However, be sure to order a grande or tall size as the amount of carbohydrates increases significantly when you upsize to a venti.

You might already be wondering: What about a classic frappuccino? A classic tall vanilla frappuccino holds a whopping 48g of carbohydrates, which would knock anyone out of ketosis. And most “light” blended versions also clock in at over 20g.

But if you choose to ditch all dairy products in favor of almond milk, sugar-free syrups, and cream, a tall frappuccino can have as few as 15g of carbohydrates.

Other popular options include an iced chai tea latte, which is made with heavy cream (or half-and-half), and at least two pumps of sugar-free vanilla syrup.

Anything that has a dark coffee base is mainly safe to try, too. 

How to Order Keto-Friendly Snacks and Drinks

It shouldn’t come as a big shock, but black coffee is your friend at Starbucks, and it should be the base of every drink you order.

You’ll want to ask for the Pike Place Roast, which is carb-free, making it one of the best keto options. 

The boring answer to anyone looking for keto coffee drinks at Starbucks is black coffee. That’s because carb allowance is so limited, you want to be eating carb-rich items that also have a strong source of fiber and other nutrients.

Whether you choose a mixed drink or black coffee, it’s best to keep the dairy ratio in your cup less than (or equal to) coffee or espresso. And while the fat content in whole milk is more substantial than alternative dairy, you’ll want to rely on substitutions like coconut milk or soy milk.

A short Café Misto, for example, has 3g of carbs when made with almond milk. That bumps up to 5g when made with whole milk. That’s a 10% difference in your daily allowance when on keto.

And since the keto diet is all about eating as much fat as possible, you should feel free to substitute cream.

Finally, you’ll need to swap your sweeteners and syrups for low-sugar varieties instead.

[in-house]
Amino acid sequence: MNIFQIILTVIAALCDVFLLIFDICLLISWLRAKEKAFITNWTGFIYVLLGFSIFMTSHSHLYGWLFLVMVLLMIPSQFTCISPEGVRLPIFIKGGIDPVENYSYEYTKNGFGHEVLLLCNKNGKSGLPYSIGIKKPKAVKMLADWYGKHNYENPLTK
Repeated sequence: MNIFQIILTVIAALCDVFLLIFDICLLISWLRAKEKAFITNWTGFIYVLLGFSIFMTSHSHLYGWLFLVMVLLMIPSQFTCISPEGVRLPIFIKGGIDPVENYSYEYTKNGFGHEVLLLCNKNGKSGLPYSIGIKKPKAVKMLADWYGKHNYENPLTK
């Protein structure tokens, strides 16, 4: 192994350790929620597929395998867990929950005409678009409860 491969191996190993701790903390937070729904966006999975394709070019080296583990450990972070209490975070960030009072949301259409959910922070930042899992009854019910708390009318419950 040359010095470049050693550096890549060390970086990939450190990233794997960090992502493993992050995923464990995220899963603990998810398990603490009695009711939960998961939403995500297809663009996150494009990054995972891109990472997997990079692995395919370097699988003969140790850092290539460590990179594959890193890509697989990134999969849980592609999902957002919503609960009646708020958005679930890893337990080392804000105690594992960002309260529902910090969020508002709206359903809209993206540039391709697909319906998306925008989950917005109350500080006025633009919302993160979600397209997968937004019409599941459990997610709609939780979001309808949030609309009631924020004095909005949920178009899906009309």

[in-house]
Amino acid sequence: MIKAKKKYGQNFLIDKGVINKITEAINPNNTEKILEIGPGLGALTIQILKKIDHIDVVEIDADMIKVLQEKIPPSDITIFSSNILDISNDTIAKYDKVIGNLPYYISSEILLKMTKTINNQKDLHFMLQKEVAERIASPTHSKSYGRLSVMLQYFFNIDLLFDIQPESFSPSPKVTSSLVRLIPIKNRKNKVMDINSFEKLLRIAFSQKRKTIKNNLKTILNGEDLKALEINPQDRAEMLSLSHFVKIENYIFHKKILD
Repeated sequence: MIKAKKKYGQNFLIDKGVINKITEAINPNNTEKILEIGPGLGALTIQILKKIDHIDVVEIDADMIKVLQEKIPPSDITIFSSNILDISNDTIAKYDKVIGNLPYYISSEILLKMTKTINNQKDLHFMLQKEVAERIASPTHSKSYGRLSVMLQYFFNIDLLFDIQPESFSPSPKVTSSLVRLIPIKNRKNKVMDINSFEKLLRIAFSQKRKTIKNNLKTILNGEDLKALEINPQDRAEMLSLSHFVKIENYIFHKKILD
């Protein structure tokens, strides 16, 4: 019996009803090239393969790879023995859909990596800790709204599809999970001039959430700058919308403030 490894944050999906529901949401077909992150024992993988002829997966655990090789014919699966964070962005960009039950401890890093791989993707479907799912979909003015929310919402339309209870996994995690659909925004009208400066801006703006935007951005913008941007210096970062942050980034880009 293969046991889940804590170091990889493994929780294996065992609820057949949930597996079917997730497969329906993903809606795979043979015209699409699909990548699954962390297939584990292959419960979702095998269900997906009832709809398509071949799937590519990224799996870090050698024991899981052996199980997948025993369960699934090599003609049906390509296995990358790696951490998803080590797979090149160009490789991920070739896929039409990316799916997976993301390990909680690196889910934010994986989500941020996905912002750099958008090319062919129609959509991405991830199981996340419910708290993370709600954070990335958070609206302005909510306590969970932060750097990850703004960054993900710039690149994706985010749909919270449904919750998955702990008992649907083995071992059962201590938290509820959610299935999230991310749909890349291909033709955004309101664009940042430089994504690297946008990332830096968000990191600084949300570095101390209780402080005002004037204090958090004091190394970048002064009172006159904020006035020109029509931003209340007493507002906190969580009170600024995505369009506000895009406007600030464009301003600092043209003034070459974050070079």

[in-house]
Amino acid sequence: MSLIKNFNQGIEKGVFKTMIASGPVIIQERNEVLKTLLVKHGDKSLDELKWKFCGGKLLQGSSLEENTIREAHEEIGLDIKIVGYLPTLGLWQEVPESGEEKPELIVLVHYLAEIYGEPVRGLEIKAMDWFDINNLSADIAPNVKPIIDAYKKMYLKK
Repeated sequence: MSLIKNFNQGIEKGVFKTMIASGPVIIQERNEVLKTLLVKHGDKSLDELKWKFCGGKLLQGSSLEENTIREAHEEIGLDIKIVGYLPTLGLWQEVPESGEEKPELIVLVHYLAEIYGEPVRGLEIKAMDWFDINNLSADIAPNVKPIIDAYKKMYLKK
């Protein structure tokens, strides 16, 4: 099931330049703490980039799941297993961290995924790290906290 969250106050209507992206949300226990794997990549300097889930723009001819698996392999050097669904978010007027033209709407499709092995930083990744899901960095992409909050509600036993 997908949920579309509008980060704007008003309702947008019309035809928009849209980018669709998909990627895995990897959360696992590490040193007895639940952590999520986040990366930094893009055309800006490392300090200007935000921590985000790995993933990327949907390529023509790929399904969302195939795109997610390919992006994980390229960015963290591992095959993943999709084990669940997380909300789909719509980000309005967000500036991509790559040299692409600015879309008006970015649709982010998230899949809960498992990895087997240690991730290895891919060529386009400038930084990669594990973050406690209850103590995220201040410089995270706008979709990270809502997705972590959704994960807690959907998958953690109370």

Starbucks offers a few sugar-free syrups (including classic vanilla) that do not contain extra carbohydrates. If you’re angling to add a touch of sweetness to any drink without adding real syrup, reach for stevia.

Starbucks Baristas are Happy to Make Your Custom Drink

As long as you ask nicely, of course.

Starbucks baristas get custom orders all the time. There are boxes for customizations on every Starbucks cup to indicate your preferences. And baristas can work with you to customize a drink you can feel good about on your low-carb diet.

With the help of this guide, you’ll know exactly what to ask for to make your favorite Starbucks drinks keto. Below, you’ll find 15 keto Starbucks drinks you can enjoy (and customize) on your journey to better health.

What to Know About Keto Starbucks Drinks

Many Drinks Contain Sugar by Default

Starbucks adds simple sugar syrup to many of its drinks, containing 5 to 30g of net carbs to your beverage.

Make sure you ask if there’s sweetener (Starbucks calls it “Classic”), or say “no Classic” when you order.

Flavored Syrups are Also Packed with Sugar

To make your vanilla latte, caramel macchiato, or peppermint mocha, Starbucks pumps sugary syrups into your drink along with espresso and milk.

Most flavored syrups will set you back 5g of net carbs per pump, and some (like mocha syrup) will dish up 7g of net carbs. Depending on the size you order, drinks can contain between two and five pumps of syrup — no good when you’re trying to cut carbs.

Stay Away From Whipped Cream

Starbucks whipped cream and most commercial whipped creams are made with vanilla syrup or sugar. Meaning, they contain way too many carbs.

Beware of Sugar-Free Syrups